Milton Friedman's Epistemology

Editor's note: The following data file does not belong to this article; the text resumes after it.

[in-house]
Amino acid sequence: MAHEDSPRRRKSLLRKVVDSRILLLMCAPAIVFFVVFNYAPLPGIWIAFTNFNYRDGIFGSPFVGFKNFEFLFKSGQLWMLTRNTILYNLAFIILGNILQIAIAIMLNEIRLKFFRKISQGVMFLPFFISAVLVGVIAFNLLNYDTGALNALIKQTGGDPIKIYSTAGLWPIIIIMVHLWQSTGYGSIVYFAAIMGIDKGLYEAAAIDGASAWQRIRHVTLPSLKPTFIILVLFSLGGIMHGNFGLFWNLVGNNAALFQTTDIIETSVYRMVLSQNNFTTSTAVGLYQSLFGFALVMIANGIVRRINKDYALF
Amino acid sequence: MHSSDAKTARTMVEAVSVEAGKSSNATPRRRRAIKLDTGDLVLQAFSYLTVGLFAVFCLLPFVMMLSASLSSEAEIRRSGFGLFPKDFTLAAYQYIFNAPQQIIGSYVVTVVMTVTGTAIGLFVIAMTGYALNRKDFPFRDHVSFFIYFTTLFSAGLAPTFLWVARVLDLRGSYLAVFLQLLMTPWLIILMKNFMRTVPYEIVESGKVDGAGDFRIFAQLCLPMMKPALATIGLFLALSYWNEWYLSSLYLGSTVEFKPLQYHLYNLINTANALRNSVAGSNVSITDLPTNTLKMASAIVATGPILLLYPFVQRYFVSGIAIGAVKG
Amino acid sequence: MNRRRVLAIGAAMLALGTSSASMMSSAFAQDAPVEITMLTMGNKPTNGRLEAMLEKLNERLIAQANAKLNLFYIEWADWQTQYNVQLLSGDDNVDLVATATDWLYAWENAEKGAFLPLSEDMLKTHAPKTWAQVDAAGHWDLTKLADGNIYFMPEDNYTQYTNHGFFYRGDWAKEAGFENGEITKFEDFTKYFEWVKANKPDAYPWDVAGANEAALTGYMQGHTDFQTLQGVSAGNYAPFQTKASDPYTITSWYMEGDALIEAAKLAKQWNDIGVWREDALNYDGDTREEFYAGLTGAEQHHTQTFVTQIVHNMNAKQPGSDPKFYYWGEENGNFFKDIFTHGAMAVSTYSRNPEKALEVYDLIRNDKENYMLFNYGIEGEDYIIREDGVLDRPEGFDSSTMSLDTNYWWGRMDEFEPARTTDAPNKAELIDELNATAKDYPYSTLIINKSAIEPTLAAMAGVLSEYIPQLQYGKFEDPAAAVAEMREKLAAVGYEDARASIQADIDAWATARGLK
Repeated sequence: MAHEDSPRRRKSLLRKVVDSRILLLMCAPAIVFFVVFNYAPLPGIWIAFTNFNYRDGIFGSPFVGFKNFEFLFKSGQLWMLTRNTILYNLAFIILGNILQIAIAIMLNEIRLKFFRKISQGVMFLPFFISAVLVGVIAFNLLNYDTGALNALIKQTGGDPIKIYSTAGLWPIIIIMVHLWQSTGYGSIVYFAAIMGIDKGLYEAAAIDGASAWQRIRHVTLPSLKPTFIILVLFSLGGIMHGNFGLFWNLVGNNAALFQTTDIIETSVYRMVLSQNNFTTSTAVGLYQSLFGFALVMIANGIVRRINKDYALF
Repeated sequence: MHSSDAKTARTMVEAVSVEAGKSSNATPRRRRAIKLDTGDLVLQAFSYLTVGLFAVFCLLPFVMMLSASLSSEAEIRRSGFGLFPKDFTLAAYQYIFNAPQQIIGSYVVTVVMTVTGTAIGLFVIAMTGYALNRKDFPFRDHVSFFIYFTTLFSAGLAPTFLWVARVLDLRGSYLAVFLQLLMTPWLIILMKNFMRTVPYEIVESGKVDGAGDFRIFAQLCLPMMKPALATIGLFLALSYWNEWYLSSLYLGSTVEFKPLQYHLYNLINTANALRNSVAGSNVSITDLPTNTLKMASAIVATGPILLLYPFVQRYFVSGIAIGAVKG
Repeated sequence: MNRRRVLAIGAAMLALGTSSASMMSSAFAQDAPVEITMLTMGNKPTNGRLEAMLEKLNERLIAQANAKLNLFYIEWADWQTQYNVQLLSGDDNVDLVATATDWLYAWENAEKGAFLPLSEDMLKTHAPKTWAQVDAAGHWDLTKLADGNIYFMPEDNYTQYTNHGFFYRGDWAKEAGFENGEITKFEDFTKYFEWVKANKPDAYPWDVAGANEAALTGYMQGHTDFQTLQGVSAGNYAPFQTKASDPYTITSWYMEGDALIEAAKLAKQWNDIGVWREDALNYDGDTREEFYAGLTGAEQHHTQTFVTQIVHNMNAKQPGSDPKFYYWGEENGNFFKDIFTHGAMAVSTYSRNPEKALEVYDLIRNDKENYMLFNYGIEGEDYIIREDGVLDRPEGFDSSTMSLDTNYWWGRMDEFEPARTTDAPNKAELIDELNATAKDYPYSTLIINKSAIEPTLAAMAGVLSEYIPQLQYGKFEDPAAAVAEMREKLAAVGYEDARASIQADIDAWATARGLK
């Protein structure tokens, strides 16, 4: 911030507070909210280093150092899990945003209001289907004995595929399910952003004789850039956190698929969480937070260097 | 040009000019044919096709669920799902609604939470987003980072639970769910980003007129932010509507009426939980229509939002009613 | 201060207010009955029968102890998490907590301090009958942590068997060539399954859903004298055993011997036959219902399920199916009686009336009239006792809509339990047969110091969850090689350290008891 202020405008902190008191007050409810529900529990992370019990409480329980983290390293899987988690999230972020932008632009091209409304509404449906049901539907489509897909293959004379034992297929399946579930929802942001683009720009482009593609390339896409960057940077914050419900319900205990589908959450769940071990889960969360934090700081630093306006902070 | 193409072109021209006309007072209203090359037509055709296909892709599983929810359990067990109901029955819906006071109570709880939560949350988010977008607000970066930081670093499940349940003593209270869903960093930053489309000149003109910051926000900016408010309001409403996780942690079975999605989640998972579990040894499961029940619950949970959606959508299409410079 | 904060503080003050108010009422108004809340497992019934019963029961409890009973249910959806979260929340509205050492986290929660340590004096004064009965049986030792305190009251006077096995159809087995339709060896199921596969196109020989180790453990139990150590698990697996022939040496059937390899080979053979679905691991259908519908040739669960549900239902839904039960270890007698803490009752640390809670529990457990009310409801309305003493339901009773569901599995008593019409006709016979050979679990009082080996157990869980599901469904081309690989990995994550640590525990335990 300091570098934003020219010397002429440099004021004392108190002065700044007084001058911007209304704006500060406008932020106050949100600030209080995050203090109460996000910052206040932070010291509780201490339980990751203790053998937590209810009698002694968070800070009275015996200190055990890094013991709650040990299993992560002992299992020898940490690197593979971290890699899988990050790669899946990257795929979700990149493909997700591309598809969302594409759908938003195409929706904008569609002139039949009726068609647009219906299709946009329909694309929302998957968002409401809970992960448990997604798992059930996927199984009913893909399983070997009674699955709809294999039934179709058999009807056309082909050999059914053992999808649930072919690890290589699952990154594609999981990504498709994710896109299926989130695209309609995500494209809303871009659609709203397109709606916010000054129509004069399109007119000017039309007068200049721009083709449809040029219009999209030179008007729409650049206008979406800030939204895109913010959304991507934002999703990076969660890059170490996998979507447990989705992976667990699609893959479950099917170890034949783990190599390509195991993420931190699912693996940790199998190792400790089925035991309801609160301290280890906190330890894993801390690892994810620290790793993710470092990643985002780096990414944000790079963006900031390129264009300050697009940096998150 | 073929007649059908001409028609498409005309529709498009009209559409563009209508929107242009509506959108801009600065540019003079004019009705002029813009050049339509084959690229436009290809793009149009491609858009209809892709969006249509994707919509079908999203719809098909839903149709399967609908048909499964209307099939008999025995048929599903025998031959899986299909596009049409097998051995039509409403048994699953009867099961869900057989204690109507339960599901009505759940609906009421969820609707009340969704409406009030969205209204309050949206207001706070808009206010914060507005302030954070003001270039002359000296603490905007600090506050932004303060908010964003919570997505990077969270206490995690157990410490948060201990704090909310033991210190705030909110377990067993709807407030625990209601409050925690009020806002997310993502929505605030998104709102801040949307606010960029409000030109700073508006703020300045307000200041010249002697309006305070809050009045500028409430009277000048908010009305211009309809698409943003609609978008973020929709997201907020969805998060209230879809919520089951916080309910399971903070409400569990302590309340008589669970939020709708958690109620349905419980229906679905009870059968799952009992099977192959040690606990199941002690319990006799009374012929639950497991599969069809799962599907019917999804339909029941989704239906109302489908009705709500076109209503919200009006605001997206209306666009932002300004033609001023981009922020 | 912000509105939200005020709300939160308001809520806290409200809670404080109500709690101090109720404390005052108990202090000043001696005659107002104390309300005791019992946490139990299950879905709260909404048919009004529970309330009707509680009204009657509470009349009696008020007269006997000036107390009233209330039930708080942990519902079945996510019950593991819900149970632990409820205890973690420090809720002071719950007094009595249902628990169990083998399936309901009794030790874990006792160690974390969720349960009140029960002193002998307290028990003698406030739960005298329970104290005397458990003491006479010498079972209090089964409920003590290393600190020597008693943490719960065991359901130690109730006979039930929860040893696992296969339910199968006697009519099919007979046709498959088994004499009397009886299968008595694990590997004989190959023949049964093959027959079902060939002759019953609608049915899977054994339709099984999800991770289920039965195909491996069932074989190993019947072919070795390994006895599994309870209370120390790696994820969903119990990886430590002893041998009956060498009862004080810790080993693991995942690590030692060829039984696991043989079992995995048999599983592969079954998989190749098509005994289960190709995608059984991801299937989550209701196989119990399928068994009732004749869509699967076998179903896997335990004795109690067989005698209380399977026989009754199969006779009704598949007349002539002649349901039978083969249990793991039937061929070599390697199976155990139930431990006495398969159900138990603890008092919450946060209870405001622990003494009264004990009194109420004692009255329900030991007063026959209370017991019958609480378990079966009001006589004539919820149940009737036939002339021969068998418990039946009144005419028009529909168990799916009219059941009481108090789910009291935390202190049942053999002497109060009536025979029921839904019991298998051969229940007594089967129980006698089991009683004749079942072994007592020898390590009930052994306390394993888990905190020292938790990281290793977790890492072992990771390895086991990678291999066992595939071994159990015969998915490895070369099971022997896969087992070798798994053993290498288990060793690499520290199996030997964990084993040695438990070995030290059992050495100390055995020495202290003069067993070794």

Friedman published his celebrated "The Methodology of Positive Economics" in 1952. In it Friedman set himself a normative objective: that of defining the procedures and rules with which economists must comply in their research activity in order to achieve 'scientific knowledge'. Despite the radical criticisms brought against it within the profession and, above all, from philosophers of science, Friedman's canons have been the basis for an extraordinary large body of economic research over several decades. By moving from a historical-critical level, this paper sets forth to explain the widespread acceptance in economics of Friedman's canons notwithstanding that from a strictly epistemological point of view his position is patently self-contradictory. Friedman's epistemology, it is argued in the paper, has 'solved' a fundamental problem of methodology, and namely the integration of apriorism and empiricism - a question that had become of central importance in economics since the Thirties and was regarded as the main challenge to the neoclassical scientific paradigm.
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